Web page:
USS Billings is the eighth warship of the Freedom-class group of "littoral combat ships". The class was conceived by the United States Navy (USN) as a relative compact, multi-mission-minded warship designed to operate close-to-shore, providing support to amphibious operations, patrolling / denying strategic areas and the like. Two very distinct classes of littoral combat ships were eventually developed for the service - the aforementioned Freedom-class and the trimaran Independence-class. The Freedom-class takes on a more conventional warship appearance with its singular hull line.
USS Billings was awarded to Marinette Marine on December 29th, 2010 and saw her keel laid down on November 2nd, 2015. She was launched on July 1st, 2017. Named after the American city of Billings, Montana, the Billings is expected to be delivered to the United States Navy before the end of 2017.
The vessel follows the standard design qualities set down by lead ship USS Freedom (LCS-1). It displaces nearly 4,000 tons and showcases an overall length of 378 feet, a beam of 57 feet and a draught of 13 feet (dimensionally smaller than a frigate, more akin to a corvette). The shallow draught is of note for it provides the warship the ability to operate in areas close-to-shore. Power is from 2 x Rolls-Royce MT30 36 MW gas turbines coupled with 2 x Colt-Pielstick diesel engines. 4 x Rolls-Royce waterjets are used for fine-tuned maneuvering. Expected speeds are in the vicinity of 45 knots and the hull can sustain the Sea State 3 environment. Range is out to 3,500 nautical miles.
The base crew numbers about fifty personnel with about seventy-five more making up the mission contingent. The vessel holds enough provision aboard to allow for operations exceeding twenty-one days at sea.
Outwardly, the warship is given the usual stealth qualities common to modern warships including faceted sides, integrated smoke funnel and a low profile. The forecastle's only protrusion is its turreted deck gun. The bridge superstructure is just aft of this emplacement and features a stepped appearance. The pole-type mast is of a low-profile design as well. Over the stern is a helicopter flight deck and full-service hangar to support a medium-lift navy helicopter. Typically 2 x Sikorsky MH-60R/S Seahawk helicopters will be carried with provision also being had for the Northrop Grumman MQ-8 Fire Scout UAV helicopter.
Armament includes 1 x 57mm Mk 110 turreted deck gun, RIM-116 Rolling Airframe Missile launchers and Mk 50 series torpedoes. In this way the single warship can engage at-sea threats in the air, on the water or under it. 2 x 12.7mm heavy machine guns are carried for extreme close-in defense.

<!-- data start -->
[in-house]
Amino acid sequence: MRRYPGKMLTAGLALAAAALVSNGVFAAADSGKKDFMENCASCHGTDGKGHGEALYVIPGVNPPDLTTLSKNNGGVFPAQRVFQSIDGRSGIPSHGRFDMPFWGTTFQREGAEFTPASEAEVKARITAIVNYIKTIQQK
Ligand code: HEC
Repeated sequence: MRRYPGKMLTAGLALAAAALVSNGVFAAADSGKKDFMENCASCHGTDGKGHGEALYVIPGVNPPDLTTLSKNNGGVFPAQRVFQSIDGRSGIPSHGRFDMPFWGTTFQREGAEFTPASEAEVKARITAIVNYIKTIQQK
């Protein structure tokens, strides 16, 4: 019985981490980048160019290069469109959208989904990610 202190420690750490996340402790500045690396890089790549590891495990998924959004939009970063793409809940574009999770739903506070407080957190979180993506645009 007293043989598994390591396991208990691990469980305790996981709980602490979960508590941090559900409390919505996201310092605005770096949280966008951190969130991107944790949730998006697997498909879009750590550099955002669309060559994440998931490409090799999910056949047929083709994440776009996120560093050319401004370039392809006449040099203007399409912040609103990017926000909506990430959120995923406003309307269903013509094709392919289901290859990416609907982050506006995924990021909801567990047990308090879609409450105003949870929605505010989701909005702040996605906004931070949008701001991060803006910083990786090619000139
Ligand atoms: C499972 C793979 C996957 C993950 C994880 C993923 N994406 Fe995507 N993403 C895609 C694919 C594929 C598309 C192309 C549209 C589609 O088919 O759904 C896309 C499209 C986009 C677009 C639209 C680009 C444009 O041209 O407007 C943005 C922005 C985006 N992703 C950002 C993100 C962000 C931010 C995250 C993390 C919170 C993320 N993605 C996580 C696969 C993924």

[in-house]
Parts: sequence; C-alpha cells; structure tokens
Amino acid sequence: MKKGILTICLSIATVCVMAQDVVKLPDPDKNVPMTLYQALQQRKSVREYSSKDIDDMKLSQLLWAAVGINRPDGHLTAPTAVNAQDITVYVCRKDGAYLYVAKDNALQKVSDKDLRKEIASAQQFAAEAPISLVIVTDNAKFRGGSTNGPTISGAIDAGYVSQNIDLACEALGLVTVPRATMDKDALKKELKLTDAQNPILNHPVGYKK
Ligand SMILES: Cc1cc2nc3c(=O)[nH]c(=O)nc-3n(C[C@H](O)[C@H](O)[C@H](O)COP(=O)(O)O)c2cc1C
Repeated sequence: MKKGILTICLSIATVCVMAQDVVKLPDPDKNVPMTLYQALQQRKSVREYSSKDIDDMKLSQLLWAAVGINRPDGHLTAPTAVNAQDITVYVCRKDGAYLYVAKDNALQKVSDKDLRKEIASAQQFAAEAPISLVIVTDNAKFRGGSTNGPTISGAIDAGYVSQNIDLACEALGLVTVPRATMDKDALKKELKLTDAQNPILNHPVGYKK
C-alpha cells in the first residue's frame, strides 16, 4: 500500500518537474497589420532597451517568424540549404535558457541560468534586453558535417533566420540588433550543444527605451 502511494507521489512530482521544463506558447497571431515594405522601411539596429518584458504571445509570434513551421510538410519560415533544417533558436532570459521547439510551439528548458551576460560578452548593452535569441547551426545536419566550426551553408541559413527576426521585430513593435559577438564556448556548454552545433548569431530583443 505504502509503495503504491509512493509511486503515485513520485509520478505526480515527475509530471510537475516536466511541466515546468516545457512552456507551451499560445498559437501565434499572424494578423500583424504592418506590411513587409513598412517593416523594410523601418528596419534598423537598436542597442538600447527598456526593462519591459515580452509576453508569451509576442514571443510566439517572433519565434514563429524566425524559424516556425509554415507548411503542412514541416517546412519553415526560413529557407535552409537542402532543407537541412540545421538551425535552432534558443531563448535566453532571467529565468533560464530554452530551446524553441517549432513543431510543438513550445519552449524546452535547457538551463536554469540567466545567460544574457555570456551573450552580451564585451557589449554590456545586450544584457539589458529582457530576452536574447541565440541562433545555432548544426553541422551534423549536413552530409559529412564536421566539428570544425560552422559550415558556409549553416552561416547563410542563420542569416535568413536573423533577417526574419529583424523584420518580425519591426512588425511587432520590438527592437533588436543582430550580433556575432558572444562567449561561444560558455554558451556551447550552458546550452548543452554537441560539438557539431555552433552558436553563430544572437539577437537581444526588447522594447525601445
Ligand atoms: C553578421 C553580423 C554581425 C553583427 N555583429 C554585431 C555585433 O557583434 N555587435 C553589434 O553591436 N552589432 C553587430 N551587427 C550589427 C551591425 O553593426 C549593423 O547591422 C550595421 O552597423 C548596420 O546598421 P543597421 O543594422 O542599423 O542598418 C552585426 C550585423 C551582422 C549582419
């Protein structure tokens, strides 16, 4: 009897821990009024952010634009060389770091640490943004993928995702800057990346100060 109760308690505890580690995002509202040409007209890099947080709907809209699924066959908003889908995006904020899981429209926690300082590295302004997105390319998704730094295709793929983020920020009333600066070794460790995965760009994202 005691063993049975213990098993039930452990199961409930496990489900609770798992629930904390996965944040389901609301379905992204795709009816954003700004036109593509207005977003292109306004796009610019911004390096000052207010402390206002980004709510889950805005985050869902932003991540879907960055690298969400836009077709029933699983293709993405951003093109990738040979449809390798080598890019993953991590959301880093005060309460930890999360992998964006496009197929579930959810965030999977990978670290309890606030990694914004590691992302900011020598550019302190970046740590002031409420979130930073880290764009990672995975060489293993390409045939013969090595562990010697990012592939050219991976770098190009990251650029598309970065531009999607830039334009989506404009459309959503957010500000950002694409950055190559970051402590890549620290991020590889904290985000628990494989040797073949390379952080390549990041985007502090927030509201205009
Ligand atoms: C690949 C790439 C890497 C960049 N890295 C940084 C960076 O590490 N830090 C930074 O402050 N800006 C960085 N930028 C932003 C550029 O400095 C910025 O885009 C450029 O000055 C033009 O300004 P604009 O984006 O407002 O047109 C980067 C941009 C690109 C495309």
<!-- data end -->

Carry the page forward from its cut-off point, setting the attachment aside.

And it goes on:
This article will be updated as new information allows.
USS Freedom (LCS-1); USS Fort Worth (LCS-3); USS Milwaukee (LCS-5); USS Detroit (LCS-7); USS Little Rock (LCS-9); USS Souix City (LCS-11); USS Wichita (LCS-13); USS Billings (LCS-15); USS Indianapolis (LCS-17); USS St. Louis (LCS-19); Unnamed (LSC-21); Unnamed (LCS-23); Unnamed (LCS-25)
(OPERATORS list includes past, present, and future operators when applicable)
A shallow draught, and other qualities, give this vessel the ability to support amphibious assault operations close-to-shore.
Activities conducted near shorelines in support of allied activities.
378.0 ft 115.21 m
57.3 ft 17.47 m
12.7 ft 3.87 m
2 x Rolls-Royce MT30 gas turbines with 2 x Colt-Pielstick diesel engines in COmbined Diesel And Gas (CODAG) arrangement; 4 x Rolls-Royce waterjet thrusters.
47.0 kts (54.1 mph)
3,476 nm (4,000 mi | 6,437 km)
kts = knots | mph = miles-per-hour | nm = nautical miles | mi = miles | km = kilometers
1 kts = 1.15 mph | 1 nm = 1.15 mi | 1 nm = 1.85 km
1 x 57mm Mk 110 BAe Systems dual-purpose deck gun
2 x 30mm Mk 44 Bushmaster II cannons
21 x RIM-116 Rolling Airframe Missile missiles
45 x NLOS (Non Line-of-Sight) missiles
4 x 12.7mm heavy machine guns
(Not all weapon types may be represented in the showcase above)
Up to 2 x Sikorsky MH-60R/S Seahawk naval helicopters. Support for 1 x Northrop Grumman MQ-8 "Fire Scout" helicopter drone.
Ribbon graphics not necessarily indicative of actual historical campaign ribbons. Ribbons are clickable to their respective naval campaigns / operations / periods.
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